Many businesses can maximize their tax savings by buying and selling transferable federal and/or state tax credits. Find out how tax benefit exchanges like ADP's National Tax Benefit Exchange (NTBE) helps simplify and streamline the process for both buyers and sellers of tax credits.

For many businesses, tax credits and incentives are a valuable element of their tax planning strategy. Beyond securing and taking advantage of tax credits for which they may be eligible, businesses also may have the option of buying or selling transferable credits offered by certain U.S. states.

Taking advantage of transferable credits can be an effective part of a business's tax incentives strategy—one that can benefit from access to a tax credit exchange where buyers and sellers can come together for mutual benefit.

What are transferable credits?

Over 35 states now offer businesses the ability to buy these credits from qualifying companies who have generated them through certain activities but are unable to use (or benefit from) them. Companies with tax liabilities may be able to purchase the tax value of other companies' unused eligible credits across a variety of categories. These transactions can provide financial benefits to both the purchasers and sellers of such credits.

For the purchaser/transferee, buying credits can provide a company without qualifying activities the ability to use tax credits to offset its current and future tax liability. Sellers may be able to monetize a percentage of their otherwise unusable tax credits and purchasers may be able to realize a state tax savings of 5–16% by buying credits.

There are over 100 credits in multiple categories that may be available for sale. In addition to transferable federal credits like low-income housing and historic conservation credits, some of the most common credits offered by states include:

  • Film production — currently, 36 states provide credits to promote the film industry, and 13 of those permit transfer of those credits.
  • Historic rehabilitation — more than 39 states now offer some type of historic preservation or rehabilitation credits designed to encourage investment in maintaining or restoring the architectural integrity of historically significant structures.
  • Research and development
  • Neighborhood assistance
  • Donations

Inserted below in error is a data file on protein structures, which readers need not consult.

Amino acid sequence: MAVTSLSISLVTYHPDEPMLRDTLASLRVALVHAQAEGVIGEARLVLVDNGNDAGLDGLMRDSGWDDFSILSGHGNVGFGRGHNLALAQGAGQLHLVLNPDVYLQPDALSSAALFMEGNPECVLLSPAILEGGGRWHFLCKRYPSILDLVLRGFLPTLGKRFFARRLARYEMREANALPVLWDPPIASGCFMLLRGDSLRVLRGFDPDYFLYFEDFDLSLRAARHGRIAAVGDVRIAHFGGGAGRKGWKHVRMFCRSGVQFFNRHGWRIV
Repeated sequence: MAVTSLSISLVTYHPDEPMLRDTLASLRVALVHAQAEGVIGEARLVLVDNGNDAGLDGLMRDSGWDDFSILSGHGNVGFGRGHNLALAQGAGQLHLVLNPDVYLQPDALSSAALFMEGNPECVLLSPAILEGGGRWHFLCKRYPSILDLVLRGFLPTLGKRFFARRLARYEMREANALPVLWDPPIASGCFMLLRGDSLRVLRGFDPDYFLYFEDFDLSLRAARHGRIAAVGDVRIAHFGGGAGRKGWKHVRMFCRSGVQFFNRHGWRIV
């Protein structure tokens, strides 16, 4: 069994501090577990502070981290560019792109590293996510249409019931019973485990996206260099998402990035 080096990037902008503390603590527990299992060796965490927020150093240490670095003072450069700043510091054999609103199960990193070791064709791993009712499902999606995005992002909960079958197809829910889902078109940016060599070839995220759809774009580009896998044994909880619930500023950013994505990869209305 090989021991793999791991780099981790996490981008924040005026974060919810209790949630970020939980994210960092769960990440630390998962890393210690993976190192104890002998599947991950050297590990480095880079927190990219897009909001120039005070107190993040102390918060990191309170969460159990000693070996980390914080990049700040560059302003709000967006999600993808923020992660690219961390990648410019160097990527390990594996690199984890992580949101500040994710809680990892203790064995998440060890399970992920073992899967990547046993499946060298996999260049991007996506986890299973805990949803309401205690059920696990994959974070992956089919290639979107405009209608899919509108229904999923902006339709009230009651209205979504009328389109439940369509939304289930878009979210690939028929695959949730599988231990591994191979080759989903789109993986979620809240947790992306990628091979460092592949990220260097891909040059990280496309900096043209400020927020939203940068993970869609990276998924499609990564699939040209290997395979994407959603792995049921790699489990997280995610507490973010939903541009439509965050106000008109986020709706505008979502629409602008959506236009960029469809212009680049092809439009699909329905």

• Industrial recovery
  • Land conservation
  • Brownfield development
  • Low-income housing credits
  • Jobs credits

Who can benefit from transferable tax credits?

Companies that can benefit from selling transferable tax credits include those who are not paying tax in a state because they are operating at a loss, have Net Operating Loss carryforwards, or have other non-transferrable credits that are otherwise offsetting their tax liability. Similarly, start-up companies for which no taxable income may be forecast, where there are significant investments of capital and/or labor, can benefit from selling tax credits to offset costs.

Companies with significant tax liabilities in states for which little or no qualifying tax credit activity is anticipated can benefit from purchasing transferable tax credits. Likewise, companies undergoing activity that are may trigger increased state tax liabilities also can benefit from purchasing transferable credits.

Challenges and risks of buying/selling tax credits

In the absence of a benefit exchange, buyers and sellers may inquire with state or federal agencies for assistance with possible matches. Some agencies are able to release names of qualified sellers or available buyers to facilitate an exchange. However, agencies do not facilitate the completion of the necessary paperwork, determine the pricing for the transfer, or manage the exchange of compensation for the transfer.

One risk to prospective tax credit buyers/sellers is the potential for fraud.

Fraudulent sellers may attempt to sell and transfer credits for which they do not qualify. Some may attempt to resell previously sold credits, leading to penalties, fines, and possible audits for the purchaser.

Beyond avoiding the risk of fraud, attempting to navigate state and federal regulations, filing the proper paperwork, and gaining access to sellers and buyers, can be difficult to navigate for prospective buyers/sellers lacking the expertise.

Reducing risk and connecting buyers/sellers

Benefit exchanges, like ADP's National Benefit Exchange on the other hand, connect transferable tax credit buyers and sellers using a proprietary database, matching buyers' liabilities with an inventory of tax credits offered by sellers.

Completing the tax credit exchange requires the seller and buyer to complete and submit transfer documents. The applicable taxing agency approves the transfer, resulting in the buyer receiving the credit in exchange for monetary compensation to the seller of the credit.

ADP helps buyers to assess their needs, matches those needs with an appropriate seller, and submits the necessary paperwork to complete the transfer.

Learn more

Download our guidebook: Tax Credit Strategy Guide

The Tax Credit Strategy Guide thoroughly explains how tax credits work, how to optimize your business tax credits, the essential components of a successful tax credit strategy and how ADP Tax Credits Incentives Manager can help your business.

ADP Tax Credit Strategy Guide

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